1 Corinthians 7:5-16 (Divorce and Remarriage, Part 1)


(1 Cor 7:5 ESV) Do not deprive one another, except perhaps by agreement for a limited time, that you may devote yourselves to prayer; but then come together again, so that Satan may not tempt you because of your lack of self-control.

Paul seems very strict. He grants an exception, but only for prayer and only by mutual agreement. And in the modern world, how often does a husband or wife want to pray so much and for so long that sex needs to be given up?

Well, the fact that we pray so little and so poorly demonstrates how far removed we are from the mind of Paul. Paul surely spent hours a day in prayer.

I think most readers easily conclude that Paul would make exceptions for disease, travel, and the like. Paul is no legalist. Rather, he is trying to make a point. He is dead serious in insisting that Christian spouses meet one another’s sexual needs. This was for many Corinthians a dramatic change from their former lives.

(1 Cor 7:6–7 ESV) 6 Now as a concession, not a command, I say this. 7 I wish that all were as I myself am. But each has his own gift from God, one of one kind and one of another.

Paul next makes clear that marriage is not a command. The Jewish rabbis insisted that all adult males marry, but Paul saw the world differently. His priority was serving God and his mission.

(1 Cor 7:8–9 ESV) 8 To the unmarried and the widows I say that it is good for them to remain single as I am. 9 But if they cannot exercise self-control, they should marry. For it is better to marry than to burn with passion.

Paul now introduces a theme that runs throughout the chapter: It’s better to be single than married. He later gives his reasons:

(1Co 7:26 ESV) I think that in view of the present distress it is good for a person to remain as he is.

(1Co 7:28b ESV) Yet those who marry will have worldly troubles, and I would spare you that.

(1Co 7:32-34 ESV) 32 I want you to be free from anxieties. The unmarried man is anxious about the things of the Lord, how to please the Lord. 33 But the married man is anxious about worldly things, how to please his wife, 34 and his interests are divided. And the unmarried or betrothed woman is anxious about the things of the Lord, how to be holy in body and spirit. But the married woman is anxious about worldly things, how to please her husband.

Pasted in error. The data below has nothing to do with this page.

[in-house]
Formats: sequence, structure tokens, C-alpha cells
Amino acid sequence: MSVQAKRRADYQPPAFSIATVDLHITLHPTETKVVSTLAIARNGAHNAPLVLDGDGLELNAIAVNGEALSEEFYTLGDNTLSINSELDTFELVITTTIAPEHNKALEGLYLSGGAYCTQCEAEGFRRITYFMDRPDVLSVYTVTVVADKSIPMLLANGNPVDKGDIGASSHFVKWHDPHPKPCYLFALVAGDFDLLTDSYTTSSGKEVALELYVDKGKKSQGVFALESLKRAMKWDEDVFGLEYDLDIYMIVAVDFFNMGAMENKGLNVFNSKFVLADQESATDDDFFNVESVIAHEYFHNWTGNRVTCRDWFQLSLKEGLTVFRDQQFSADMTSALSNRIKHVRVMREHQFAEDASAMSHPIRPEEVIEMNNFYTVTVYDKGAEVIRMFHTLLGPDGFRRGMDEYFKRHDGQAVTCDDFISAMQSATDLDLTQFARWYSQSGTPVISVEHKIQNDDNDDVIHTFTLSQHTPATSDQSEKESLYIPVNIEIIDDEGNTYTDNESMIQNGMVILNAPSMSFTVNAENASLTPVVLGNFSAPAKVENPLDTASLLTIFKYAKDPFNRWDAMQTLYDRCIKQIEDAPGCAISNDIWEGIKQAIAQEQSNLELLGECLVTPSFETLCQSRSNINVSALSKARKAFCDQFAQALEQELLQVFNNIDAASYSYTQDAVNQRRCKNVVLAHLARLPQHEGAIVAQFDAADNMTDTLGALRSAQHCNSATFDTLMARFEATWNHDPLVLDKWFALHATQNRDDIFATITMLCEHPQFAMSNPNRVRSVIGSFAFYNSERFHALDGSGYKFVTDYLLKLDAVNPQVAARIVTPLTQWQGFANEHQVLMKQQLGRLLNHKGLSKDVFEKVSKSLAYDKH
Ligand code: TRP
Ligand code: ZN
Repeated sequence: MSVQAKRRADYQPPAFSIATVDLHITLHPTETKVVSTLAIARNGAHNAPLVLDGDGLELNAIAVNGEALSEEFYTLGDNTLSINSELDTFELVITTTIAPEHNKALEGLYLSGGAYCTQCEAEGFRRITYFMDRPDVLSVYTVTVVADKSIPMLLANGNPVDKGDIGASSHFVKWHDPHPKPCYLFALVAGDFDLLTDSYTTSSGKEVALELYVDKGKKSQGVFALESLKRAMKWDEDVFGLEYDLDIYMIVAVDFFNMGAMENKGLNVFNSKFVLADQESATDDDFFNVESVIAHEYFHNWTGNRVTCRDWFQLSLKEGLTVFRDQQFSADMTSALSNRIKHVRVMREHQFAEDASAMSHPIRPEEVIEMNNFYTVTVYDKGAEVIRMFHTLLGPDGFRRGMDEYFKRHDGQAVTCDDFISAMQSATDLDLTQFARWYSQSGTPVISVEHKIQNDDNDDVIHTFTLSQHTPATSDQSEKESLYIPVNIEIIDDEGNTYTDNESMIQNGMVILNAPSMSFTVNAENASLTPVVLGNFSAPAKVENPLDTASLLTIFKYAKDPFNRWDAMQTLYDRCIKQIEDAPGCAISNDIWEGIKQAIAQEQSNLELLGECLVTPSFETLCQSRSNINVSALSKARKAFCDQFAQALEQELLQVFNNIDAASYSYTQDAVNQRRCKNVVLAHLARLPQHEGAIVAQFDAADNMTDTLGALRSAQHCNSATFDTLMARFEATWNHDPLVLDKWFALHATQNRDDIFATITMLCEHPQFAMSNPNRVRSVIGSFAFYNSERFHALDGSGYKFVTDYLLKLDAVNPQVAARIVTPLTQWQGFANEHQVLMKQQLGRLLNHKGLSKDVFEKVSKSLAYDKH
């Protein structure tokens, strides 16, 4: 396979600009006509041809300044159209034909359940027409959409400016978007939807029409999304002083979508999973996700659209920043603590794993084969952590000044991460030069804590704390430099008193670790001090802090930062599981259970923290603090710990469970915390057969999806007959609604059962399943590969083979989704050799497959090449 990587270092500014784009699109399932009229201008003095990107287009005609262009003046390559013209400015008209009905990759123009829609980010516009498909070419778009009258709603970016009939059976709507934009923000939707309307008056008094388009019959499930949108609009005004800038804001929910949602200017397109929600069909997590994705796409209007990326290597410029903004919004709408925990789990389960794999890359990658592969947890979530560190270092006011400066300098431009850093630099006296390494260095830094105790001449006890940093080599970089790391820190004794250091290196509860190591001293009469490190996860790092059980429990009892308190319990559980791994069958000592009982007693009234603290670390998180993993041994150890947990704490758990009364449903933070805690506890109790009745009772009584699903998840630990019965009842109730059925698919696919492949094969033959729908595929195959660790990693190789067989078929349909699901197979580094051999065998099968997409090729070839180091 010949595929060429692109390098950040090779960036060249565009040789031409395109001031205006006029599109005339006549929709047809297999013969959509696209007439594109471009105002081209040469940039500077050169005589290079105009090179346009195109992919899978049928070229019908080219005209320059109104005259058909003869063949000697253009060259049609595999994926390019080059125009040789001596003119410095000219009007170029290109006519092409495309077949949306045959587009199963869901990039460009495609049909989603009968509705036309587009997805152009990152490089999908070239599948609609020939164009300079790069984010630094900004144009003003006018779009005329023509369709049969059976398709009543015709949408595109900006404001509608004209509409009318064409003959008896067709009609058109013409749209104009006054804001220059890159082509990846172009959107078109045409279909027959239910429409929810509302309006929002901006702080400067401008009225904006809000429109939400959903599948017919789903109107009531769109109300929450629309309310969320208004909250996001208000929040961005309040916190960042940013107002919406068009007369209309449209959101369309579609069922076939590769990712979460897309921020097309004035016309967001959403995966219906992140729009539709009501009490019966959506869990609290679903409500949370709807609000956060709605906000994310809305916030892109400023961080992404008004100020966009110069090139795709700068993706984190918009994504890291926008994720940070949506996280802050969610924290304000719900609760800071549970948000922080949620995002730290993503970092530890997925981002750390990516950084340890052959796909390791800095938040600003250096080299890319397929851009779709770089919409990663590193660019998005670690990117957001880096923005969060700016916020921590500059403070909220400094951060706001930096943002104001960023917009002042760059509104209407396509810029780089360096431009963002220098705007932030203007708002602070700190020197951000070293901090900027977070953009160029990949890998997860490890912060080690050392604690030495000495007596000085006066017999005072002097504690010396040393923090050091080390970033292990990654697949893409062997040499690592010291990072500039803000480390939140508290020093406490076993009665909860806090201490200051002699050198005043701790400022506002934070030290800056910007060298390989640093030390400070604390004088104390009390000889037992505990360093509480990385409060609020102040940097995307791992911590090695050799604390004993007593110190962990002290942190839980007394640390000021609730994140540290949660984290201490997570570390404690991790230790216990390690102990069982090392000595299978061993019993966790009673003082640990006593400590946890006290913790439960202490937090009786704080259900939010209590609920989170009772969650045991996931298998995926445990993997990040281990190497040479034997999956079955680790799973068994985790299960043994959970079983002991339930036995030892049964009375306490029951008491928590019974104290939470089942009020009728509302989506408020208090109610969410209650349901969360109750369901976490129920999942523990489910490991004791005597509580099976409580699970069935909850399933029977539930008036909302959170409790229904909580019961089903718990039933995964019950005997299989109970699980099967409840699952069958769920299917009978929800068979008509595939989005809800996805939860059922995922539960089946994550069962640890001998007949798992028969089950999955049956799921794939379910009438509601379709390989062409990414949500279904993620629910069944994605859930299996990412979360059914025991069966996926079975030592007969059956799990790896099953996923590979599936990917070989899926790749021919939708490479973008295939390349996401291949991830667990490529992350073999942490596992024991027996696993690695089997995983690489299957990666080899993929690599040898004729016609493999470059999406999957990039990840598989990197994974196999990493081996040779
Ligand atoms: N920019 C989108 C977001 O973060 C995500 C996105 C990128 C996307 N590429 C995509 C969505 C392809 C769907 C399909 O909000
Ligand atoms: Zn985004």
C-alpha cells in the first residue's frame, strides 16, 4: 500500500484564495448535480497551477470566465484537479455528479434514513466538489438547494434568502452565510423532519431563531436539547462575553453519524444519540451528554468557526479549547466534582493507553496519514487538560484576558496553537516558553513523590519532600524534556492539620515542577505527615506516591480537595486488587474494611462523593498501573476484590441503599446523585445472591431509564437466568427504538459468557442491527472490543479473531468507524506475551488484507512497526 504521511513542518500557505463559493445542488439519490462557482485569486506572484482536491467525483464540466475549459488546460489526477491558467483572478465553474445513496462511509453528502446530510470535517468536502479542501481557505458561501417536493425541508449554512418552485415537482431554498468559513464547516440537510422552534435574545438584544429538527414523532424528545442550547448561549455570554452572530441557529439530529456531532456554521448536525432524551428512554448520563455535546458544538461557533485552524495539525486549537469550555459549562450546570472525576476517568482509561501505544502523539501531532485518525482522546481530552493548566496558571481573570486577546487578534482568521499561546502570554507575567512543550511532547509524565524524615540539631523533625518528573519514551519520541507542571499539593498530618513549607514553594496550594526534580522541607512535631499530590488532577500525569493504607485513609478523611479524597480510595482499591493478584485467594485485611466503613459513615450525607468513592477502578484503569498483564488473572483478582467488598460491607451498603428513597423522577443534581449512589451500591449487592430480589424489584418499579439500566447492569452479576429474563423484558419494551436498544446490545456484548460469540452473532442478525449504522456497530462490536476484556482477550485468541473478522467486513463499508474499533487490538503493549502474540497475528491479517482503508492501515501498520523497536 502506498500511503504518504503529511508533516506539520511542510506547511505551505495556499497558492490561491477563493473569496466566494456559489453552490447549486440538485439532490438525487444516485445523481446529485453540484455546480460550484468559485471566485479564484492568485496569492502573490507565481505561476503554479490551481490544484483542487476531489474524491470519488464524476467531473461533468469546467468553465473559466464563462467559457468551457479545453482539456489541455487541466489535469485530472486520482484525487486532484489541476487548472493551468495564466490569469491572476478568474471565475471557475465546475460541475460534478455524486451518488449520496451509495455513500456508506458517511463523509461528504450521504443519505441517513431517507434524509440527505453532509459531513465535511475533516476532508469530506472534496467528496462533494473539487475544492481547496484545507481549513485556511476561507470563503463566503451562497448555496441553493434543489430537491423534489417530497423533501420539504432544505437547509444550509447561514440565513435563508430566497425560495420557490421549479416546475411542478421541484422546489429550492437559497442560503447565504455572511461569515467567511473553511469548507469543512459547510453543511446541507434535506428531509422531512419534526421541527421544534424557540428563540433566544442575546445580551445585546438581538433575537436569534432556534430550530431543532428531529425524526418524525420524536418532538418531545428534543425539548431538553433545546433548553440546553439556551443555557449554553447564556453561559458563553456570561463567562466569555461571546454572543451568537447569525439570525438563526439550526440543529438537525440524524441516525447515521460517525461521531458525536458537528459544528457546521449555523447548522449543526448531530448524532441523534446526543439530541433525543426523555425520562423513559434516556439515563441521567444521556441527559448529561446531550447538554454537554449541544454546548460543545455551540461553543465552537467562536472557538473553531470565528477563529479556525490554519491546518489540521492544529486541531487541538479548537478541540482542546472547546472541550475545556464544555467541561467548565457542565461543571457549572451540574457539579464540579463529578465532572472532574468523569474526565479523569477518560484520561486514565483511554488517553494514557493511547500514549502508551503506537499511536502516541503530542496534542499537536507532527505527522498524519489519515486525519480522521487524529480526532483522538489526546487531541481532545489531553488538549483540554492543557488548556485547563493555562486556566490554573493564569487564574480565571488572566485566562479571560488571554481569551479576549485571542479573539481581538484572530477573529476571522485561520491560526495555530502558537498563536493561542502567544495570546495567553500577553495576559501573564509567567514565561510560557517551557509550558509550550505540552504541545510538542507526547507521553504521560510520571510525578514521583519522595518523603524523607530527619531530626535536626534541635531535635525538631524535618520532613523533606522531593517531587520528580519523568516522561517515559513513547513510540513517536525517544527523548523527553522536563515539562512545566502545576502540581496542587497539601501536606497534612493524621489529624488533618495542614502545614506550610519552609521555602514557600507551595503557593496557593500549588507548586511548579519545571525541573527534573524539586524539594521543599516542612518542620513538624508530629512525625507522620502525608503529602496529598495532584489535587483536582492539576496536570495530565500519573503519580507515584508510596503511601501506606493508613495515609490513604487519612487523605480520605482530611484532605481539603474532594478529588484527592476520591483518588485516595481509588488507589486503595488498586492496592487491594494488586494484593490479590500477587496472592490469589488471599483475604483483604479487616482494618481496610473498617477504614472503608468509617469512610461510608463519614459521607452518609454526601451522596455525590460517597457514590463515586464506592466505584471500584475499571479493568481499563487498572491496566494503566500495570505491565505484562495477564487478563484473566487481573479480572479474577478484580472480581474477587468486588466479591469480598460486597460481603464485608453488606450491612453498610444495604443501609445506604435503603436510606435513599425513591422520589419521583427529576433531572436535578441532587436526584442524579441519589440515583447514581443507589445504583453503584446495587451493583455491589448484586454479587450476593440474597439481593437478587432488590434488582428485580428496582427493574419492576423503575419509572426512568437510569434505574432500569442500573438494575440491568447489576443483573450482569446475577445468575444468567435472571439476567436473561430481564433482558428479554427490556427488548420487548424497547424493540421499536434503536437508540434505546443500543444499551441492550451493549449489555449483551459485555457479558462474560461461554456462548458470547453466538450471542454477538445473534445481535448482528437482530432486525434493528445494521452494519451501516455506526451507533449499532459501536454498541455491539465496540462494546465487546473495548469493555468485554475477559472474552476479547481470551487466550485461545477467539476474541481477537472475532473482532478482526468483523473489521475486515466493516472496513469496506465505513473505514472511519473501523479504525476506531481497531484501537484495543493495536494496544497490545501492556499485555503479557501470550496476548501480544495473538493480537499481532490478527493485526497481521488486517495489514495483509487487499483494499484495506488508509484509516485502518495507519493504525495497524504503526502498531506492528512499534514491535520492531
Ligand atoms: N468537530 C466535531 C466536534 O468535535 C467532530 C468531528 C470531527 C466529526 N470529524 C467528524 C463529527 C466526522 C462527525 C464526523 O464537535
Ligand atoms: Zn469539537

In short, Paul speaks of a temporary time of distress and the more permanent need to be fully devoted to Christ in his mission. We’ll return to these verses when we get there. For now, it’s enough to realize that Paul’s thinking is heavily driven by circumstances, particularly famine:

Bruce Winter has suggested that the present crisis being experienced in Corinth was “dislocation in the city’s life caused through a series of acute grain shortages and the attendant social unrest.” He cites evidence for grain shortages in the East during the forties and fifties in Eusebius, Pliny, Suetonius and several strands of non-literary evidence. Tiberius Claudius Dinippus was curator of the grain supply in Corinth during this period, an office only filled in times of famine. Such famines invariably caused serious social upheaval. Garnsey claims that “the fear of famine rather than famine itself was enough to send people on the rampage.”

Roy E. Ciampa and Brian S. Rosner, The First Letter to the Corinthians (Pillar NTC; Accordance electronic ed. Grand Rapids: Eerdmans, 2010), 335.

(1 Cor 7:10–11 ESV) 10 To the married I give this charge (not I, but the Lord): the wife should not separate from her husband 11 (but if she does, she should remain unmarried or else be reconciled to her husband), and the husband should not divorce his wife.

“Charge” is strong language. “Command” would be a good translation. And Paul makes a point to reference the words of Jesus as his source. Contrary to what many suppose, Paul isn’t saying that this teaching is inspired, as opposed to the rest of the letter. He is saying that Jesus has addressed this question, and he is following the teachings of Jesus.

“Separate” means divorce. He is not speaking of the Western invention: a legal separation. Rather, in Paul’s mind, you are either married, and therefore granting one another conjugal rights, or you’re not married. There’s no in-between “separation” as exists under American law. This is obvious from the phrase “she should remain unmarried.”

Paul does not reference the exception for fornication mentioned in the Gospels. But neither is he intending to be entirely comprehensive in his statement. He’s speaking in generalities.

(1 Cor 7:12–13 ESV) 12 To the rest I say (I, not the Lord) that if any brother has a wife who is an unbeliever, and she consents to live with him, he should not divorce her. 13 If any woman has a husband who is an unbeliever, and he consents to live with her, she should not divorce him.

Paul is now addressing a situation not dealt with by Jesus. What if a woman is married and she is later converted but the husband is not? If we think of the church as a continuation of Israel, she might consider herself bound to leave him.